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Fiennes & Annis Contradict Osborne at WOS Outing

By • West End
Whatsonstage.com theatregoers were treated to an all-star turnout this week at our Outing to Epitaph for George Dillon at the West End’s Comedy Theatre. After two hours and 30 minutes of performance on Tuesday night, Joseph Fiennes, Francesca Annis and Anne Reid returned to the stage to talk exclusively to our group about their experiences on Peter Gill’s revival of John Osborne (most famous for Look Back in Anger, written a year later) and Anthony Creighton’s 1950s comedy drama.

In Epitaph for George Dillon, the Elliots lead a mundane suburban life in lower middle class south London. Their household is disrupted when Kate (Reid) brings home a surrogate for her son killed in the war. This aspiring actor-writer is the charismatic but penniless George Dillon (Fiennes). The play explores the relationship between the stranger and the Elliots, including Kate’s daughter Josie (Zoe Tapper) and her sister Ruth (Annis).

At last night’s Q&A, Fiennes, Annis and Reid were joined by fellow cast members Tapper, Geoffrey Hutchings (who plays Mr Elliot) and Stephen Greif (who plays an unscrupulous theatrical producer). Highlights from the discussion follow…


On Osborne’s opinion that Epitaph was inferior to Look Back in Anger

Joseph Fiennes: Perhaps Osborne would have said that because on George Dillon he collaborated with Anthony Creighton.

Francesca Annis: Yes, I think the fact it was a shared writing experience might have made him feel it wasn’t all his own work so perhaps wasn’t entirely his creation.

Geoffrey Hutchings: George is very biographical of Osborne, as is Jimmy Porter in Look Back, so I think in some ways they are very similar.

Zoe Tapper: Lots of people have said Osborne wrote the long speeches that George delivers, and Creighton wrote the snappy dialogues between the family members, because those were their particular strengths and reflected their personalities most.

On the 1950s setting

JF (describing the company’s research methods): We watched a lot of films together, that was very useful. A particularly good one we watched was a David Lean film This Happy Breed.

GH: We did music hall as well to get the rhythm and the timing of the language.

Anne Reid: Yes, that was fun, wasn’t it?!

GH: It must be incredibly difficult for young actors to play a 1950s period piece, because times have changed so much. They have to really research the era and find out how people behaved and how they spoke in those days. I think there is almost as much research involved now with playing a 1950s drama as there is doing a Restoration piece or a Jacobean piece. It’s only 50 years ago, but it was so different.

AR: I would say it’s very difficult now for young girls to play a virgin. They behaved themselves in those days. (All eyes turn to Zoe Tapper who blushes.)

On smoking on stage

GH: If this was the Fifties, all the audience would be smoking now as well.

Stephen Greif: I don’t smoke actually. My character does, but I gave up three years ago and so now, even if I was just on herbal cigarettes that would be it, I’d be back at square one. So I don’t smoke in this play.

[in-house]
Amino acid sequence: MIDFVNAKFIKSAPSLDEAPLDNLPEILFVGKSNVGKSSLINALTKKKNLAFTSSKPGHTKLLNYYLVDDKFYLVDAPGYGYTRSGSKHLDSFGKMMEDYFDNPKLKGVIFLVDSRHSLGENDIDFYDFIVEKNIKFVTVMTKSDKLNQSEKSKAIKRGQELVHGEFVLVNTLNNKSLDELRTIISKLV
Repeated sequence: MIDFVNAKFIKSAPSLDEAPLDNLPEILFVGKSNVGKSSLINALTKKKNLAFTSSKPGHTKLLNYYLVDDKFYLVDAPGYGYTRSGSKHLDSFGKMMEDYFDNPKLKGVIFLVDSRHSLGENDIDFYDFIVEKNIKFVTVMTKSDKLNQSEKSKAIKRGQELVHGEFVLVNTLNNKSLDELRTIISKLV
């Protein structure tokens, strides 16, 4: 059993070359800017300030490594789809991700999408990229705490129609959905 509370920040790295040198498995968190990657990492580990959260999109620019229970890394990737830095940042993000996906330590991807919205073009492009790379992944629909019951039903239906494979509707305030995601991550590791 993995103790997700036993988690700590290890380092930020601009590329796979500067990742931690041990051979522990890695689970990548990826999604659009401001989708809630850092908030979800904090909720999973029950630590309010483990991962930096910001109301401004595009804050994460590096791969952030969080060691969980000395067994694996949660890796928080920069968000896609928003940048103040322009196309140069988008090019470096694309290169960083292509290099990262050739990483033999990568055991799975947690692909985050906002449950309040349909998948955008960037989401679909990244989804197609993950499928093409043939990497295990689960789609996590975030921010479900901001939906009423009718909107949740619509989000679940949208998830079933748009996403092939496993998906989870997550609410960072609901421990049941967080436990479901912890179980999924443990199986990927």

JF: I used to smoke. It feels part of the language of that period. In an extreme way, if someone says Noel Coward I think of people standing at French windows smoking. It’s an association and evocative of that period, it seems right.

On director Peter Gill

GH:: He thinks everything through incredibly well. All his plotting is motivated, it’s not random.

FA: He could be incredibly harsh on all the characters in the play, because they do have some awful traits, but he leaves it up to the audience to see what the characters do and reinterpret for themselves whether they are being genuine and what’s really going on…. Peter has a complete choreographic kind of vision. I do trust his judgement enormously. He tells you to do things like “sit over there”, and you have no idea why but he says “just do it” and it all seems to work out.

AR: He tells you things that seem ridiculous and then, if you work at them, you suddenly see what he’s getting at. One of the best things, though, is that he doesn’t leave you to flounder at all. He is one of the few directors who you feel you can actually go up to and say, “please sir, how do I say this line?” and he’ll help you.

ZT: He doesn’t let you get away with anything. The whole time I was trying to find some sort of inner melancholy for Josie, and he said “there’s no dark side to Josie at all, she’s always on the go and bright”. So he wouldn’t let me get away with that.

AR: He kept saying you should play a juvenile, didn’t he? But you didn’t really know what that was because, of course, they don’t exist now. Certainly in my time, that’s what you moved to – you played a juvenile character and then moved on from there. We’ve had some great discussions about the theatre at that time. For instance, Joseph wouldn’t be sitting there in his jeans and trainers (pointing to the casually dressed Fiennes), he would be in a suit and tie. That’s how it used to be - I remember it well! (Fiennes makes a move as if to go and change.)

On the play’s ending

JF: What I love about the play is it leaves a sort of ambiguity. Who knows what happens? He (George) might continue to write shoddy plays that do really well or he might break free and walk out, he might die of TB, he might die of the Elliots, or he might not. I don’t know, it’s all up in the air and it’s up for grabs.

- by Caroline Ansdell


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